But ethicists said contrasting himself with Trump does not excuse Biden.


“I worry about the corrosive effects on democracy, of making ‘more honest than Donald Trump’ the standard for politicians,” said Michael Blake, a professor of philosophy, public policy and governance at the University of Washington.


Two days before his remarks in Fort Myers, Florida, Biden made his comments about the Puerto Rican community back home in Delaware as he toured the destruction on the island.


I’m one of you, he seemed to be saying.


But Biden made not a single mention of Puerto Rico in either of his biographies. Officials could not point to specific instances when Biden had worked on issues involving the island, although Ted Kaufman, Biden’s former chief of staff, defended his close friend’s description, saying Biden had personally engaged with Puerto Ricans early in his career, in the same way he had with other groups, such as the Black or Jewish communities.


Biden’s critics have seized on his falsehoods to depict him as either a purposeful liar or a forgetful old man.


“When you lie about big things, you lie about small things,” Greg Kelly, a host on the conservative network Newsmax, said this year, “and always in a political sense, always in a way to try to get people to like him, and exaggerating along the way.”


Biden has been delivering exaggerations at least as far back as his first presidential campaign.


During his first presidential run in 1987, Biden said he “went to law school on a full academic scholarship,” bragged that he “ended up in the top half” of his law school class and insisted that he “graduated with three degrees from undergraduate school.”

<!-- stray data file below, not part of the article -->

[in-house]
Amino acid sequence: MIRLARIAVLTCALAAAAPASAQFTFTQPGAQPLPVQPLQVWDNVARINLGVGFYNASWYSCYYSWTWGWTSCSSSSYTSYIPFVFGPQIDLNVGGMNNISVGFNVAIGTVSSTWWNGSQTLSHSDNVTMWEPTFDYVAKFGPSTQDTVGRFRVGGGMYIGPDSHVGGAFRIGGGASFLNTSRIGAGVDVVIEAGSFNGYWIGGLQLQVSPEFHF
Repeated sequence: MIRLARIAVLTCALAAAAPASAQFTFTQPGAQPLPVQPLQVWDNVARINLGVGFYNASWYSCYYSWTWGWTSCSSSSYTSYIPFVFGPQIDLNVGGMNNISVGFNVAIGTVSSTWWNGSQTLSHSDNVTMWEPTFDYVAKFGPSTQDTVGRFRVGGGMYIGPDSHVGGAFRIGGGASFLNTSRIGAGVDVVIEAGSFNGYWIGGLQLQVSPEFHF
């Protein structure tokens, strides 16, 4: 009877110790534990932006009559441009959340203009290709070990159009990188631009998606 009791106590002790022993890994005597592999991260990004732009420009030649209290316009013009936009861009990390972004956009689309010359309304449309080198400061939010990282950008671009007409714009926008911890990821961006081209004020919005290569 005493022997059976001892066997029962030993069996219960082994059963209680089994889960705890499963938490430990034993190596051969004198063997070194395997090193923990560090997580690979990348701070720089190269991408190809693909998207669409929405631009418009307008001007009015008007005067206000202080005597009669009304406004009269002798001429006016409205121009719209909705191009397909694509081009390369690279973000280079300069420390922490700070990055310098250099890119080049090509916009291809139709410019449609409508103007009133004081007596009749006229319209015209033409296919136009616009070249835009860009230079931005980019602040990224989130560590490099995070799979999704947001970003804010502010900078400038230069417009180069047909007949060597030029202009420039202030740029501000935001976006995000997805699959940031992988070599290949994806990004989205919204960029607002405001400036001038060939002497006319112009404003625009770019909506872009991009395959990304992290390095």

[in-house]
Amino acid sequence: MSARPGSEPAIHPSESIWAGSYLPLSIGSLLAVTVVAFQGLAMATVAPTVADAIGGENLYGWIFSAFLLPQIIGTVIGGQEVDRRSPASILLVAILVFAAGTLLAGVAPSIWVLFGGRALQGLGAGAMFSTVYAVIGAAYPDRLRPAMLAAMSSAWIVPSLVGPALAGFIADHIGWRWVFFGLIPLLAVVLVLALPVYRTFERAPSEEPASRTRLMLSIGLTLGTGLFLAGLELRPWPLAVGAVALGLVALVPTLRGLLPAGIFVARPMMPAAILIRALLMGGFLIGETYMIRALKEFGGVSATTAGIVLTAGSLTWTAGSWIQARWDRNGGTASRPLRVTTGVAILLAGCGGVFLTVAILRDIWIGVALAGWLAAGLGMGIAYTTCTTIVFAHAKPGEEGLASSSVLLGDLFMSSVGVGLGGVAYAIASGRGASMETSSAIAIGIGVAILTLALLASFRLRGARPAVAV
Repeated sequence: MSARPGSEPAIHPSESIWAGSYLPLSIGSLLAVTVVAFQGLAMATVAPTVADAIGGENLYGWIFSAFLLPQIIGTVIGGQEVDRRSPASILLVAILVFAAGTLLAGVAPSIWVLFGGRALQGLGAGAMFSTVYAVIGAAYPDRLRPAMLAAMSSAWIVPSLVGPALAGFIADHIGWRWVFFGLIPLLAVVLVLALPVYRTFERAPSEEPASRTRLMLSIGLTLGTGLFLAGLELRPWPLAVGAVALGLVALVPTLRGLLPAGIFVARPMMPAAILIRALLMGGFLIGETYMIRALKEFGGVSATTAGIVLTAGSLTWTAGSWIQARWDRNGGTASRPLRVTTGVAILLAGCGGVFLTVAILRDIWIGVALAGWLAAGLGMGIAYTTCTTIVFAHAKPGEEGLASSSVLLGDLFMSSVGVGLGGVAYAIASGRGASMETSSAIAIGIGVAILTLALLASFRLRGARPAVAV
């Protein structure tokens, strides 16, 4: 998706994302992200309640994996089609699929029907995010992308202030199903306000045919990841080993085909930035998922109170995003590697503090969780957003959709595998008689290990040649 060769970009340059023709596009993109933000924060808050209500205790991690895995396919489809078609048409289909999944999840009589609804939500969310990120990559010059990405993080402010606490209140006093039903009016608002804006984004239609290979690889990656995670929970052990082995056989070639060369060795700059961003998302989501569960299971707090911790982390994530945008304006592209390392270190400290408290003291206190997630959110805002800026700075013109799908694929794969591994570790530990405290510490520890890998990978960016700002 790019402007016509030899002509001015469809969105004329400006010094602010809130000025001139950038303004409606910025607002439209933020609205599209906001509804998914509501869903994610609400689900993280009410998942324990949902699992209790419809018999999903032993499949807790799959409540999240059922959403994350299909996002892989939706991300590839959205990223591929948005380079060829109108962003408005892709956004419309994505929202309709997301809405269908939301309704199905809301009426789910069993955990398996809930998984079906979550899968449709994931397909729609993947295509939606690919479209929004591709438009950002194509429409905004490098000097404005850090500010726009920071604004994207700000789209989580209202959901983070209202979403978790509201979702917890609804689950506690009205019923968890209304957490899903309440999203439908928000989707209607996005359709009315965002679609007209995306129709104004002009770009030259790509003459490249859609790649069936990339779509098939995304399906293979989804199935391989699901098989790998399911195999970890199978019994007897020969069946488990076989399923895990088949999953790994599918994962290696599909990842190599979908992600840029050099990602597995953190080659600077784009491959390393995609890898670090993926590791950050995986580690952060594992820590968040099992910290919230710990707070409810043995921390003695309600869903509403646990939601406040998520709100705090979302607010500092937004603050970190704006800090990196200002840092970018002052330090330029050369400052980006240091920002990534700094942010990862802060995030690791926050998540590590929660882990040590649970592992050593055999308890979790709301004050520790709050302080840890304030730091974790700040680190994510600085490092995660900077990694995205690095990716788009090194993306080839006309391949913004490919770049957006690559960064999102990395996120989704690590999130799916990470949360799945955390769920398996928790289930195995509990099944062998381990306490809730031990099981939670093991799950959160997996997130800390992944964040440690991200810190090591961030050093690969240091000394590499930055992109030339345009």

If fact, as he later admitted, he had only a partial scholarship, was 76th out of 85 law school student and graduated with one bachelor’s degree (with a double major in history and political science).


The most curious stories that Biden continues to tell may be the ones about his interactions with the law.


Earlier this year, Biden suggested during a speech in Atlanta on voting rights that he had been arrested while protesting for civil rights.


“Because I’m so damn old, I was there as well,” he said. “You think I’m kidding, man. It seems like yesterday the first time I got arrested.”


There is no evidence he was ever arrested during a civil-rights protest.


During the 2020 campaign, he said he had been arrested while visiting Nelson Mandela in South Africa. He later admitted he had been blocked from moving by police but not arrested. In 2008, he said he had been arrested as a college student following a group of women into an all-female dorm. He hadn’t, as he conceded years later. In 2007, he recounted being arrested by a Capitol Police officer as a 21-year-old student in 1963. But in his memoir, he writes that the officer “didn’t arrest me or anything.”


Blake suggested that there could be a cumulative effect even if Biden had excuses and explanations for individual instances of inaccuracy.


“It’s an attempt to create a sort of picture of who he is as someone who has empathy and knowledge and connection with people who are unlike him,” Blake said.


“But the problem is,” he added, “when it’s verifiably a false story, at that point trust in that story, it fails.”